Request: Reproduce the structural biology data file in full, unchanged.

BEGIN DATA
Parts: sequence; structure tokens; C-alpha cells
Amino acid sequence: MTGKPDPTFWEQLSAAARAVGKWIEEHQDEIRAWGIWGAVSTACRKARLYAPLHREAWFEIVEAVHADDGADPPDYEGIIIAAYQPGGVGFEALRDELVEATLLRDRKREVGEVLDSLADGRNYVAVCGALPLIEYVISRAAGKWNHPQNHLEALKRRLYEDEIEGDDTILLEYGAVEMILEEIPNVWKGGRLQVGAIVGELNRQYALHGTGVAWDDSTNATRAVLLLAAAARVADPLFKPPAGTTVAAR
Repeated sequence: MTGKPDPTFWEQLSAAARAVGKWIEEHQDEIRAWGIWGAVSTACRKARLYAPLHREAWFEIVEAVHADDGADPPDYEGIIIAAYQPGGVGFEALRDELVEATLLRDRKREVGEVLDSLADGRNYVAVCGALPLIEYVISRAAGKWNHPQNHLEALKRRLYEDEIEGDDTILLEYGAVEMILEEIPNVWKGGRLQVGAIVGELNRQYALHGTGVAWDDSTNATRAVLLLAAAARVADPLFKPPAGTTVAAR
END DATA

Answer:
Parts: sequence; structure tokens; C-alpha cells
Amino acid sequence: MTGKPDPTFWEQLSAAARAVGKWIEEHQDEIRAWGIWGAVSTACRKARLYAPLHREAWFEIVEAVHADDGADPPDYEGIIIAAYQPGGVGFEALRDELVEATLLRDRKREVGEVLDSLADGRNYVAVCGALPLIEYVISRAAGKWNHPQNHLEALKRRLYEDEIEGDDTILLEYGAVEMILEEIPNVWKGGRLQVGAIVGELNRQYALHGTGVAWDDSTNATRAVLLLAAAARVADPLFKPPAGTTVAAR
Repeated sequence: MTGKPDPTFWEQLSAAARAVGKWIEEHQDEIRAWGIWGAVSTACRKARLYAPLHREAWFEIVEAVHADDGADPPDYEGIIIAAYQPGGVGFEALRDELVEATLLRDRKREVGEVLDSLADGRNYVAVCGALPLIEYVISRAAGKWNHPQNHLEALKRRLYEDEIEGDDTILLEYGAVEMILEEIPNVWKGGRLQVGAIVGELNRQYALHGTGVAWDDSTNATRAVLLLAAAARVADPLFKPPAGTTVAAR